References are data accessors that can read, write or update the accessed infromation through their context. They are first-class values, can be passed in functions, transformed, combined. References generalize lenses, folds and traversals for haskell (see: https://hackage.haskell.org/package/lens).
References are more general than field selectors in traditional languages.
- References are first-class values. If there is a struct in C, for example, with an
fl, then fl can only be used as part of an expression. One can not generalize a function to take a field selector and transform the selected data or use it in other ways.
- They can have different meanings, while field accessors can only represent data-level containment. They can express uncertain containment (like field selectors of C unions), different viewpoints of the same data, and other concepts.
References are more potent than lenses, folds and traversals:
- References can cooperate with monads, for example IO. This opens many new applications.
- References can be added using the
&+&operator, to create new lenses more easily.
Basic idea taken from the currently not maintained package https://hackage.haskell.org/package/yall.
An example use of the references (a logger application that spawns new threads to update a global log):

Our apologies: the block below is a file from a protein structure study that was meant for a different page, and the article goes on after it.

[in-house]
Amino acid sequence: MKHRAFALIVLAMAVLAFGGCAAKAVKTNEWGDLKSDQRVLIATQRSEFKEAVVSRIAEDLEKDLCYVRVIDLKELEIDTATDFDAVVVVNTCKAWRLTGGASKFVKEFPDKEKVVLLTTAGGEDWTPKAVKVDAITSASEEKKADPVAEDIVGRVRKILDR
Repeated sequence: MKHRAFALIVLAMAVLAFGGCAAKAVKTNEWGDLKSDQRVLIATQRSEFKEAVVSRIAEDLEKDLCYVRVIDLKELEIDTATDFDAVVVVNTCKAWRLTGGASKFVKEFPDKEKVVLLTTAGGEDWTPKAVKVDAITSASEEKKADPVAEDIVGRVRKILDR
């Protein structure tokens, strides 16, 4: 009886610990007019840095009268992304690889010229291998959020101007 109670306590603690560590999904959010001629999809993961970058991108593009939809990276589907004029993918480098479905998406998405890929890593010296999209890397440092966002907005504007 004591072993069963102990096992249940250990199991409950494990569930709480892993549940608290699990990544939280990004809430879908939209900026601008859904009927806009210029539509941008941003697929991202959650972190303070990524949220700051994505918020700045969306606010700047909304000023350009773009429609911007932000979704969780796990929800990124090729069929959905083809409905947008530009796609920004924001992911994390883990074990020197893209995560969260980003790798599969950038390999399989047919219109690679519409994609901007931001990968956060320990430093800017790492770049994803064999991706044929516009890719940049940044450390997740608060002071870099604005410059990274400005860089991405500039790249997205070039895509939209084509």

logger = (forever $ do log <- logChan ^? chan&logRecord -- Extract the log record from the received log message thrId <- forkIO (do time <- getTime ioref&lastLogTime != time $ logDB -- Update the last logging time mutable log database let logMsg = senderThread .- show -- Transform the thread id to a string and $ loggingTime .= time -- update the time $ log -- inside the log message ioref&debugInfos !~ addLogEntry log $ logDB -- update the table of log entries mvar !- (+1) $ count ) mvar !- (thrId:) $ updaters -- Record the spawned thread ) `catch` stopUpdaters updaters where stopUpdaters updaters ThreadKilled = mvar&traverse !| killThread $ updaters -- Kill all spawned threads before stopping
There are a number of predefined references for datatypes included in standard libraries.
New references can be created in several ways:
- From getter, setter and updater, using the
- From getter and setter, using one of the simplified functions (
- Using the
Data.Traversalinstance on a datatype to generate a traversal of each element.
- Using lenses from
Control.Lenspackage. There are a lot of packages defining lenses, folds and traversals for various data structures, so it is very useful that all of them can simply be converted into a reference.
- Generating references for newly defined datatypes using the
makeReferencesTemplate Haskell function.
Exact reference types are now bound by operators.
New system of operators
Standardized generic and strict reference types (Lens, Partial, …).
New predefined references.
New, simpler operator interface
Instead of using Template Haskell, a new type-level calculation based method is used for generating transitive type instances.